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FIFA 97 (also known as FIFA Soccer 97 in North America) is a video game developed by EA Canada and published by Electronic Arts based around the game of association football. It was released for the PC on June 24, 1996 and versions for PlayStation, SNES, Mega Drive and Saturn followed.

FIFA 97 was the fourth game in the FIFA series and the second to use the Virtual Stadium engine. Unlike the first game to use the engine, FIFA 97 features polygonal players as opposed to the 2D sprites used in FIFA Soccer 96. The engine however received complaints for being sluggish in the PC and PlayStation versions.

David Ginola (then a Newcastle United player) graced the cover of the game in the European market. He also was used for motion capture for the polygonal models in the game. Bebeto (the Brazilian striker) was featured on the cover for the Americas and Asia-Pacific markets.

Playable Leagues[]

Game features[]

The main new feature of the game other than the motion capture was the indoor football mode. There were six ways to play the game, including outdoor and indoor, as well as action and simulation modes. 32-bit AI was used, as well as motion blending technology which led to some of the sharpest graphics in any football game of the time. Here, it was possible to play six-a-side football in an indoor arena with the ball bouncing off the walls meaning there is no throw-ins and therefore a much higher paced game. Leagues available in the game included the English, French, Italian, German, Dutch, Scottish leagues and the Malaysian M-league and other sides, as well as the American A-League clubs with fictional teams, composed of the game's creators such as Bruce McMillan and Penny Lee. Commentary is provided by John Motson and Andy Gray whilst the presenter is Des Lynam. Multiplayer games are also possible with up to 20-players via. LAN and 8-players using modem. The game trailer's tagline was "FIFA 97, it will blow you away."

Most European domestic leagues were featured in the game, including the English Premier League, but only teams from each nation's highest division were playable. The English clubs featured in the game were those who played in the 1995-96 Premier League. It was also possible to field custom teams made up of players from various real teams. However,these teams could only be played with in friendly matches.


The game's commentary included the names of the majority of players on the game, and the names of the teams were also said by John Motson. Several errors plagued the game's commentary, such as John Millar of Heart of Midlothian being referred to as Joe Miller, who in fact plays for Aberdeen on the game. Also, at times when a goal kick was awarded, the commentator would say that the kick had been given to the opposing team. Another similar error was that a kick-off would be referred to as a cross, as well as a goal in the first minute being described as a goal "that would win it surely". Another, however very rare error is that when a team has scored a goal that equals the scores of both teams, the commentary would state the correct score, however it also states that the team, which has previously had the lead, now leads, for example: "The score's now 1 - 1 for England".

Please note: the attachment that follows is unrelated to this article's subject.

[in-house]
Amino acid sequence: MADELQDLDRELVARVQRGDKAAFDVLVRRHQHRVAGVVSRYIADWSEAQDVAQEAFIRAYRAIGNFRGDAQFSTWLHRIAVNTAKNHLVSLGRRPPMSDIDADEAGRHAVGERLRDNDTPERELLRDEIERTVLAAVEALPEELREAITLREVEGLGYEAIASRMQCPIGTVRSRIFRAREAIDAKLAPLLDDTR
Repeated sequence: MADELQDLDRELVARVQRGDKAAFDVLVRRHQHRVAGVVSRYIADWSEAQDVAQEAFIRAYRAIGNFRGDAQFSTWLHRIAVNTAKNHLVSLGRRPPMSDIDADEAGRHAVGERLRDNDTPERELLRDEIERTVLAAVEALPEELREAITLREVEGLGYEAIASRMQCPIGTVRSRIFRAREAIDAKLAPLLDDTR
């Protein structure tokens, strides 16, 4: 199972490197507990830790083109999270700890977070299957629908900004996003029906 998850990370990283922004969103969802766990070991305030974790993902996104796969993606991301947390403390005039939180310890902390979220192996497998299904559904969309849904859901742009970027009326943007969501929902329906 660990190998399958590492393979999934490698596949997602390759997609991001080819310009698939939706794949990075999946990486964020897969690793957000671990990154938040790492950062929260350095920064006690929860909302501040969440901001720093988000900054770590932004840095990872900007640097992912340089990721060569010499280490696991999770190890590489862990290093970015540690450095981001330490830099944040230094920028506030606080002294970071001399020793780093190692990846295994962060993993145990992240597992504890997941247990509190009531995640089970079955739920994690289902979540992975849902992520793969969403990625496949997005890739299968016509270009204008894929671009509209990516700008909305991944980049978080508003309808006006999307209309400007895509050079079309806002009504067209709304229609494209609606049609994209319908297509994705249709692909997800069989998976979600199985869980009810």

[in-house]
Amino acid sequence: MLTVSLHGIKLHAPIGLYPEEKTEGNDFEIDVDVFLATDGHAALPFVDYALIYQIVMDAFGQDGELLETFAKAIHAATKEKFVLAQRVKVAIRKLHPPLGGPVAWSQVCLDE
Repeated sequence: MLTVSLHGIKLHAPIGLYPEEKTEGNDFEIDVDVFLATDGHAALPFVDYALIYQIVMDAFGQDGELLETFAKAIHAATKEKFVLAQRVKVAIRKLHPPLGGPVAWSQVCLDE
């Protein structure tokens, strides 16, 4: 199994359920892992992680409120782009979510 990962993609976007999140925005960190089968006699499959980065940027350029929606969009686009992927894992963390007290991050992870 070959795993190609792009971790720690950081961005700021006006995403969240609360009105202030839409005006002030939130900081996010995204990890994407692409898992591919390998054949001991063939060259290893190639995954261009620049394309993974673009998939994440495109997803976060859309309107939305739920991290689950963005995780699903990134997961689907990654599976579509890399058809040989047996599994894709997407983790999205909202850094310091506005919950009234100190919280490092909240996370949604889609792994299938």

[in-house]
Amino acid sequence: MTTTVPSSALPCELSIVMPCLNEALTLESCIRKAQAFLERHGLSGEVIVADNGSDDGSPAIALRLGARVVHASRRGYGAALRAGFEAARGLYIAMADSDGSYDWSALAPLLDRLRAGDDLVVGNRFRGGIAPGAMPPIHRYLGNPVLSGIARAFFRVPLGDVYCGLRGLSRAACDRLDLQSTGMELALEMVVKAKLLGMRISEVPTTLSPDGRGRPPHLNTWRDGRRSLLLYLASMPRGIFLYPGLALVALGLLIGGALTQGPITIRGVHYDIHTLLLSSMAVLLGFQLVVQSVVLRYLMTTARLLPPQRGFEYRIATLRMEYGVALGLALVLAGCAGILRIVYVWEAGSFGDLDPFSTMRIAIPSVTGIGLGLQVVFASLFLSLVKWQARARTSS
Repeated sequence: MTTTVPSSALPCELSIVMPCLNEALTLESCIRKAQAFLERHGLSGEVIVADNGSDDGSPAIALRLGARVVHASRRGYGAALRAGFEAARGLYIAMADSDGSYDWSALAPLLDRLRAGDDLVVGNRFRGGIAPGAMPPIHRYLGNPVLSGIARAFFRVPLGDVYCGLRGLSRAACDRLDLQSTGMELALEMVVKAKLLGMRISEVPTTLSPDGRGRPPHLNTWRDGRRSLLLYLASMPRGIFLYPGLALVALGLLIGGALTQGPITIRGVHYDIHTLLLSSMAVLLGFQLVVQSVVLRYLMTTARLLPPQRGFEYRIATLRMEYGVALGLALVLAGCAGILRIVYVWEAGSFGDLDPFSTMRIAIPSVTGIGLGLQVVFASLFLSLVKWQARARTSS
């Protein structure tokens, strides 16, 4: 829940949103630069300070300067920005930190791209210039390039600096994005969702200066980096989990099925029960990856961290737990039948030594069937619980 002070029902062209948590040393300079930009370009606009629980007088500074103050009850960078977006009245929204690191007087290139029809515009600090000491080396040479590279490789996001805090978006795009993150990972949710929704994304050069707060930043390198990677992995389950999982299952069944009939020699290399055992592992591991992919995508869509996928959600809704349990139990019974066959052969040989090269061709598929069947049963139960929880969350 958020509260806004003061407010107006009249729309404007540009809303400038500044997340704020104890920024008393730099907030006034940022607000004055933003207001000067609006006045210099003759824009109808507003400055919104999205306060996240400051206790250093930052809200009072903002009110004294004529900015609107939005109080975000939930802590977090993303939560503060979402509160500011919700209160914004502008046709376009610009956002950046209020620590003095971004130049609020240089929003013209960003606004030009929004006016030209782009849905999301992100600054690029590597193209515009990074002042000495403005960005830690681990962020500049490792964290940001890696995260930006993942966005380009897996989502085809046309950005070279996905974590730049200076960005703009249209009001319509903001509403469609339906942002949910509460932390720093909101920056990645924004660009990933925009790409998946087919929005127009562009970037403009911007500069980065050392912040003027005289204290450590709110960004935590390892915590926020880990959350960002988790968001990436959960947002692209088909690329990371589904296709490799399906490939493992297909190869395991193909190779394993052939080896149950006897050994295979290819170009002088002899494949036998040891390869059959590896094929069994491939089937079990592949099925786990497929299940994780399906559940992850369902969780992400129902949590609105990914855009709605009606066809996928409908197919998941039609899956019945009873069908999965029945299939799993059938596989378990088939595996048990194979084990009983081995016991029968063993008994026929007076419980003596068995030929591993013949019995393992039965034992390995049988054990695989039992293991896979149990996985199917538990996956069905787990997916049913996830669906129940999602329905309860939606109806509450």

FIFA 97 features 10 songs which were made by EA Sports.


Both Play Magazine in Issue 15 and Official UK PlayStation Magazine in Issue 15 rated the PlayStation version of the game similarly with a score of 70% and 7/10 respectively. Play when comparing it with FIFA 96 commented that it was "Graphically better, but plays worse". GameSpot scored the PC version 8.2/10.


  • FIFA 64, the first FIFA game to appear on the Nintendo 64 was based on FIFA 97[citation needed].
  • The game also had several Football teams in the USA league with players who were members of the production team;[1] for example, commentator John Motson was featured as a defender and animator David DeMorest was a midfielder. Statistically, however, the best player on the game was Nick Wloydka, who was an employee of EA Canada and was Assistant Producer for FIFA 97 at the time. He went on to produce WWE SmackDown! Shut Your Mouth and 2002 FIFA World Cup.[2]
  • Putting the PlayStation version of the game into a CD player not only allows you to listen to music tracks from the menus within the game, it also allows you to hear a dance-like track that was not featured in the game. The song, which lasts just over 2 minutes, features quotes from commentators John Motson, Des Lynam and Andy Gray from the game itself, and also features quotes which don't feature in the game at all, and that were presumably made specifically for the song itself.


  1. Fifa 97 main production team at gamefaqs -
  2. Nick Wloydka filmography: